IN LIVING COLOR
Designer: Rebecca Van't Hull, Martha O'Hara Interiors, Hopkins, www.oharainteriors.com, 952-908-3150.
Mission: Turn a monochromatic sunroom into a spring-inspired retreat.
Tangerine dream: Van't Hull found a floral fabric with hints of tangerine to cover new accent pillows. "I went crazy for it," she said. "And decided to fashion the room around that tangerine color." The bold color palette grew to include shades of lime green, blues and honeysuckle, which are repeated in accessories and artwork.
Colorful advice: Don't go overboard with one hue, said Van't Hull. "You want it to look like it developed organically," she said. "Not like you went on a shopping trip and bought a slew of orange."
Simple switches: She traded a brass floor lamp for a small white side table topped with a fresh orange lamp. She took down the mirror and hung an oil painting above the cabinet. "The painting repeated the citrus tones but also added some blue," said Van't Hull.
It's in the details: "Accessories are an easy opportunity to introduce color and texture," she said. Her thoughtfully chosen items include an orange ceramic tray, tiny potted topiaries, pear-shaped candles and wire birds. The tangerine throw, paired with floral and dragonfly pillows, "is the best way to change the look of neutral upholstered furniture," she said. To keep it interesting, she mixed materials such as glass, ceramic and stone.
Floral finesse: To finish the space, arrange seasonal blooms such as gerbera daisies, lilies and tulips that complement your color palette.
Design on a dime: "Good design can be done on any budget," said Van't Hull. "But don't expect to breeze through HomeGoods and find everything. You need a good eye, time and patience to put together the right things to create a polished personalized space."
Designer: Scott Endres, Tangletown Gardens, Minneapolis, www.tangletowngardens.com, 612-822-4769.
Mission: Eye-catching outdoor planters for early spring that combine tried-and-true pansies with other unexpected elements.
Recycle materials: First toss out the spruce tops from winter pots, but save the curly willow and yellow twig dogwood to use for height in your early spring pots, said Endres.
Pansy power: Pansies and violas are always a good bet because they can handle the cold nights and give pots bursts of color. For a change of pace, try pink bergenia, an early-blooming perennial. "It has a different texture and form," he said. "And you can plant it in the garden when you change your pots for summer."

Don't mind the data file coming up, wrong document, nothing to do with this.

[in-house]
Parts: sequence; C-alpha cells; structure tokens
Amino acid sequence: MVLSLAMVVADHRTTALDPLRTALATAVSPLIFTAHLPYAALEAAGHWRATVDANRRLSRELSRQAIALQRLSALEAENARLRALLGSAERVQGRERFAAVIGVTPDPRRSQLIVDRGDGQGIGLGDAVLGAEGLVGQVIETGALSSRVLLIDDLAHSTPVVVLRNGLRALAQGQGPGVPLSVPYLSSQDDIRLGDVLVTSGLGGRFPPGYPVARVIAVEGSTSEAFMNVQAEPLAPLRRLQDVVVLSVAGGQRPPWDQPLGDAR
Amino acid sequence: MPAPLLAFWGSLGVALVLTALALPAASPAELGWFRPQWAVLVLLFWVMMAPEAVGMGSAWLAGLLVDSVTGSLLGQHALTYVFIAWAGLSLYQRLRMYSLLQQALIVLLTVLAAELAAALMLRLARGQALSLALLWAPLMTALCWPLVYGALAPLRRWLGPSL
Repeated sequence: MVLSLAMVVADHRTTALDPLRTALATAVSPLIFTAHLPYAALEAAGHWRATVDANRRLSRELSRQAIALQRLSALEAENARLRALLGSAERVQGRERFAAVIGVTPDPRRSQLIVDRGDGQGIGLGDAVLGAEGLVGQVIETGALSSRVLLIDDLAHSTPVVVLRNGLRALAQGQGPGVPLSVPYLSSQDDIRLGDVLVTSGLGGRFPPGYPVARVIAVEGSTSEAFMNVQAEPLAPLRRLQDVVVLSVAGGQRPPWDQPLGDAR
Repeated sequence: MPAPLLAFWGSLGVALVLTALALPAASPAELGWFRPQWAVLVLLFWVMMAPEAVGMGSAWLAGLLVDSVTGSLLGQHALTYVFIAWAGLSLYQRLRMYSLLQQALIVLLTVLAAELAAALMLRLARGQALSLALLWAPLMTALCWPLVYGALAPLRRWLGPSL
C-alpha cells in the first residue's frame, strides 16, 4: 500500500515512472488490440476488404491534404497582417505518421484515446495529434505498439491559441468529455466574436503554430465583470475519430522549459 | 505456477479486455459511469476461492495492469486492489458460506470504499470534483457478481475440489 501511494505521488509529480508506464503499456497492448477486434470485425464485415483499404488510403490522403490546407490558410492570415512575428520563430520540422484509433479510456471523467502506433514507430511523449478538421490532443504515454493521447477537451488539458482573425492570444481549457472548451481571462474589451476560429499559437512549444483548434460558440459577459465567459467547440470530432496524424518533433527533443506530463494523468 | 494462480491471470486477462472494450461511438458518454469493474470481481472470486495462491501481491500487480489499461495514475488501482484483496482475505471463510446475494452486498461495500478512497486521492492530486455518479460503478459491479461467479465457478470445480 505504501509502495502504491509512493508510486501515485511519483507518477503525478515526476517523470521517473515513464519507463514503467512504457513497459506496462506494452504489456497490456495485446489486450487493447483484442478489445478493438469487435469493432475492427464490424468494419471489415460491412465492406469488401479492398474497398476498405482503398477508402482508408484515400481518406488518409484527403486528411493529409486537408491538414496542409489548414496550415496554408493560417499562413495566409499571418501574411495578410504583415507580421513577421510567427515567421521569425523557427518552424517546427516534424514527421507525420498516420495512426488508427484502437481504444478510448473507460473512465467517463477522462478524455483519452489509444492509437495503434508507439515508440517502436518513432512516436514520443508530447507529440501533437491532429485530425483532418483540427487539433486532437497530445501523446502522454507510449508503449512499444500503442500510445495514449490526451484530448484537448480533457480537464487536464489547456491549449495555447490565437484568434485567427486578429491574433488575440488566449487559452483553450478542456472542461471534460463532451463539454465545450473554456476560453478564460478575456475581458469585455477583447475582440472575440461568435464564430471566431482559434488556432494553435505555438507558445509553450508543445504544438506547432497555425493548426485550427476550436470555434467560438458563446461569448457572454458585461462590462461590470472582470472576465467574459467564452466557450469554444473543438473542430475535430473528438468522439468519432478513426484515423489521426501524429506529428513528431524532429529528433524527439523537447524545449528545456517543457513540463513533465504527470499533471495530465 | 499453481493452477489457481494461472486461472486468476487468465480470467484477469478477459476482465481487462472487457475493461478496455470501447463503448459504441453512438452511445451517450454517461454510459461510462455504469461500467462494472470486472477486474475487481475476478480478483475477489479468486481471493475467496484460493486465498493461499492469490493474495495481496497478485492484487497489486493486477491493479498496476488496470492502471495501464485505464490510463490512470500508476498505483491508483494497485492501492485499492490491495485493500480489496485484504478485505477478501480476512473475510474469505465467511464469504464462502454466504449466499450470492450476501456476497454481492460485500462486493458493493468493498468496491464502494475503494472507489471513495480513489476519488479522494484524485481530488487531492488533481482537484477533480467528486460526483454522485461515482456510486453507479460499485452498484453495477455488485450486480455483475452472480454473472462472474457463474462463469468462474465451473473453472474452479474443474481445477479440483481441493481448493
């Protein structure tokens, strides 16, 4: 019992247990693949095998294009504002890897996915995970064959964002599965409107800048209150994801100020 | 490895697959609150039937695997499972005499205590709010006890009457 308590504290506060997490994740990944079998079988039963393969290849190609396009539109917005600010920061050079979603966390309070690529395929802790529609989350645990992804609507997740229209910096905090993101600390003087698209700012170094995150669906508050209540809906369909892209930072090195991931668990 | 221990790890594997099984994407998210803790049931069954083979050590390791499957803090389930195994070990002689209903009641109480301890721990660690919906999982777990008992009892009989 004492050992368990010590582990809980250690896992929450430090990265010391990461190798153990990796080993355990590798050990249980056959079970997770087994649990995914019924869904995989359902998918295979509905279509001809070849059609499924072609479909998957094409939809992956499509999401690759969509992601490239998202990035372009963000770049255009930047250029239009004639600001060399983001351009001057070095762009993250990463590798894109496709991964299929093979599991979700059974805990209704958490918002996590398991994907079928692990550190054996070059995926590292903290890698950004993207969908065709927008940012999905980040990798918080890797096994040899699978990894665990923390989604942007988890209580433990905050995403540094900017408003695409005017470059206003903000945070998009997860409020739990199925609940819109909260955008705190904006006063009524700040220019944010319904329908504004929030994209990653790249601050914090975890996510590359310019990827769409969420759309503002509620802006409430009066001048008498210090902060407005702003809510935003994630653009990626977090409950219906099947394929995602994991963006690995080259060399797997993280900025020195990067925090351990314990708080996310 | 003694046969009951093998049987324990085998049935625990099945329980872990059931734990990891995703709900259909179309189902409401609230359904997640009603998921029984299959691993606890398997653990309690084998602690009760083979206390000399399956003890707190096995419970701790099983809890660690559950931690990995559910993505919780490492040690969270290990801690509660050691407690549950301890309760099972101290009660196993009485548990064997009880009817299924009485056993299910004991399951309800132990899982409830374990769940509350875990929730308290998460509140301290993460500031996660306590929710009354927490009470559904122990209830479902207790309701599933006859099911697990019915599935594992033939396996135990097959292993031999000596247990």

More plant picks: Tuck in Scotch moss or sedum to fill in the edge of containers. Add trailing English ivy, which is relatively cold tolerant, said Endres. "But leave it in the pot -- in case you want to bring it inside." Plant moss orbs for a mounding effect and St. Augustine grass to cascade over the edge. Hens and chicks and dwarf variegated sweet flag are other options to mix with pansies.
Log layers: White birch logs (from a garden center or your back yard) add height, depth and draw the eye to any container arrangement. Endres adds color by planting yellow violas inside hollowed out logs.
Portable pots: In early spring, it's a good idea to plant small pots and group them together, rather than large pots. "If you need to protect them from severe frost, it's easier to lug them inside," Endres said.
GET FRESH INDOORS
Designer: Sabrina Soto, Target Home Style expert, HGTV designer and currently shooting the new HGTV show "The High Low Project."
Basic backdrop: "Start with a good sofa in a neutral color," said Soto. "That way you can switch out accessories to freshen up a space each season."
Paint or not to paint: Designers are always pushing painting as the easiest way to change a room, but Soto disagrees. It's too much work, she said. "It's easier to add accent color through accessories -- wall art, vases, tabletop items, pillows and photo frames."
Curtain call: Take down heavy drapes and hang inexpensive lightweight sheer linen panels to let in the spring sunlight.
Where did you get that? Soto often turns to www.etsy.com to find one-of-a-kind handmade items, such as quilts, embroidered pillows and pottery, for many of the homes she decorates for her HGTV shows.
Flower power: Bring the outdoors in with fresh flowers placed on tables, shelves and in entry ways. Soto recommends separating the blooms from a market bouquet and grouping only one kind, such as tulips, in each vase. "It looks more polished," she said.
Lynn Underwood • 612-673-7619